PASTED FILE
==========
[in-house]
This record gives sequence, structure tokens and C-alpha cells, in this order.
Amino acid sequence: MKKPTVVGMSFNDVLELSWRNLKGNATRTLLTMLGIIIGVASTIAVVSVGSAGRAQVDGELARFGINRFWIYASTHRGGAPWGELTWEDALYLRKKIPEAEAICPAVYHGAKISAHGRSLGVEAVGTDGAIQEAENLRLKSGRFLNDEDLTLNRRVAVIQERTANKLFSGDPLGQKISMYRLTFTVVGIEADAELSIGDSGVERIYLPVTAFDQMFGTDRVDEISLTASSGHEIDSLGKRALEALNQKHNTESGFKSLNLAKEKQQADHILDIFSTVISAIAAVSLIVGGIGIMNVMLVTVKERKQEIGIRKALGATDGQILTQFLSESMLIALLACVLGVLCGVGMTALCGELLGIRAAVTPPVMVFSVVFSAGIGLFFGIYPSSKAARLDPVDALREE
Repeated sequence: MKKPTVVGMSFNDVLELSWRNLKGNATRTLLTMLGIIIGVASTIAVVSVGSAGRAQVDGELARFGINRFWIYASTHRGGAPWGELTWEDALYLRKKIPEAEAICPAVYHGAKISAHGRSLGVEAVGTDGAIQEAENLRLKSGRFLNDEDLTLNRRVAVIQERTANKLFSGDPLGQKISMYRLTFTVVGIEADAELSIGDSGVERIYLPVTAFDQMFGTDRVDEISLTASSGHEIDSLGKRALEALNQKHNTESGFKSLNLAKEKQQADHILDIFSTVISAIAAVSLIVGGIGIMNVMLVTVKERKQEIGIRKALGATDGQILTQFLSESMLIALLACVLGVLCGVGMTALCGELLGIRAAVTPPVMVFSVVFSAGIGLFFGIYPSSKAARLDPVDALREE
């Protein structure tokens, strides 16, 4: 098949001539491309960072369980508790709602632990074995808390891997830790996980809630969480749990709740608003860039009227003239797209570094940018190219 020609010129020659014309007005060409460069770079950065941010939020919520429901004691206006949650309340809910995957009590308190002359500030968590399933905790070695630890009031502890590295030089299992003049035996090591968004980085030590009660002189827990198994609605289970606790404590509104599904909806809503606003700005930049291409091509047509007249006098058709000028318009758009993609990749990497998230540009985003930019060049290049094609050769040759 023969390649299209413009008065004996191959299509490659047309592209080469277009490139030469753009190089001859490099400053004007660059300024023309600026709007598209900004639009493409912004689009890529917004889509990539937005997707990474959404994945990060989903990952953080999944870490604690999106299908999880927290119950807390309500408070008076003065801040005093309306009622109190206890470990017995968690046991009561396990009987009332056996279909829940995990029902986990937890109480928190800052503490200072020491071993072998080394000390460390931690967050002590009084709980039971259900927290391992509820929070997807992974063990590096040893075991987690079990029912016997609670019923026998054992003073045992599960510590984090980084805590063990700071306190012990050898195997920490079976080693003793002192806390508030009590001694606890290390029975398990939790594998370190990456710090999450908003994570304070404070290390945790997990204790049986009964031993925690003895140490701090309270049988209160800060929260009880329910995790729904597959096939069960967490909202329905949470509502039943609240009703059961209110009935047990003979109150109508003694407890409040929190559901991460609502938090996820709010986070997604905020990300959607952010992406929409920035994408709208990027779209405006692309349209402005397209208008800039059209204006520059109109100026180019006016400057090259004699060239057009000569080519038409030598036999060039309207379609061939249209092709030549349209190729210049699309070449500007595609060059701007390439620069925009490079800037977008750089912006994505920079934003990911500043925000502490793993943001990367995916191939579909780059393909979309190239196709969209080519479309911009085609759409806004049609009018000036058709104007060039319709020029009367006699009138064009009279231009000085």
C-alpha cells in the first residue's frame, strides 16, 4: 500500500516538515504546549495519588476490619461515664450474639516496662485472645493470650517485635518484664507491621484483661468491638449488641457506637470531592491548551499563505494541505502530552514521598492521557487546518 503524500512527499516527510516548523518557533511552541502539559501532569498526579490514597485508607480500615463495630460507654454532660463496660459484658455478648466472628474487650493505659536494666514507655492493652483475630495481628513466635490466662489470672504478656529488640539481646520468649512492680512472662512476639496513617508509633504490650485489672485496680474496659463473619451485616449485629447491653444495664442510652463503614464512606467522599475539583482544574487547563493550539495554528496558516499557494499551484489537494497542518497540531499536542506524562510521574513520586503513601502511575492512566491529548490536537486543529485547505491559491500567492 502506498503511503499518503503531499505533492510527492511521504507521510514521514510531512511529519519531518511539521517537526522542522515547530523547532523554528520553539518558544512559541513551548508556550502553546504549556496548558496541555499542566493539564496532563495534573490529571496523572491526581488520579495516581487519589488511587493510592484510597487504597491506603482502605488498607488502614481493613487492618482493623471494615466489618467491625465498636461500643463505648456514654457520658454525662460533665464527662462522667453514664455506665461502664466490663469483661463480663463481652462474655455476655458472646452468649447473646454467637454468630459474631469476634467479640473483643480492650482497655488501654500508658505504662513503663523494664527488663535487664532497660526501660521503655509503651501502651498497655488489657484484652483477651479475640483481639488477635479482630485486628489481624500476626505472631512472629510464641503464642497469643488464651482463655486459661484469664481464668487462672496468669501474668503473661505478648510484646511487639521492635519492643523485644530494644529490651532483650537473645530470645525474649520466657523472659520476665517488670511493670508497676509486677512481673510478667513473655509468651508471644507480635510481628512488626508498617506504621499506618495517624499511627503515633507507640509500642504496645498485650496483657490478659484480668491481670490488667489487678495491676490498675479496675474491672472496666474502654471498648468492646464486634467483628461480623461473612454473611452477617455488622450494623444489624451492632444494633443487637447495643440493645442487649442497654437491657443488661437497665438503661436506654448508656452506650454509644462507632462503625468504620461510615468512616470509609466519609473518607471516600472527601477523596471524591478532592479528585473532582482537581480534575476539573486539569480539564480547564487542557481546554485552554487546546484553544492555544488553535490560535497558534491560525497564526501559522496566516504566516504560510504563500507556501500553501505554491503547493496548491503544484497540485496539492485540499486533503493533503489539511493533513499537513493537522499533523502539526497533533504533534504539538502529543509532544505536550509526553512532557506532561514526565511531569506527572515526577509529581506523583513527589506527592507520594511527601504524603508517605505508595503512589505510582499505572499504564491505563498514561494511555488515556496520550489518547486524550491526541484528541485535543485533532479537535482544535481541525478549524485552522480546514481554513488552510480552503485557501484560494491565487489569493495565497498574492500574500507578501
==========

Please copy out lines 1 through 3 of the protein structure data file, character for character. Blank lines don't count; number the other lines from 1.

[in-house]
This record gives sequence, structure tokens and C-alpha cells, in this order.
Amino acid sequence: MKKPTVVGMSFNDVLELSWRNLKGNATRTLLTMLGIIIGVASTIAVVSVGSAGRAQVDGELARFGINRFWIYASTHRGGAPWGELTWEDALYLRKKIPEAEAICPAVYHGAKISAHGRSLGVEAVGTDGAIQEAENLRLKSGRFLNDEDLTLNRRVAVIQERTANKLFSGDPLGQKISMYRLTFTVVGIEADAELSIGDSGVERIYLPVTAFDQMFGTDRVDEISLTASSGHEIDSLGKRALEALNQKHNTESGFKSLNLAKEKQQADHILDIFSTVISAIAAVSLIVGGIGIMNVMLVTVKERKQEIGIRKALGATDGQILTQFLSESMLIALLACVLGVLCGVGMTALCGELLGIRAAVTPPVMVFSVVFSAGIGLFFGIYPSSKAARLDPVDALREE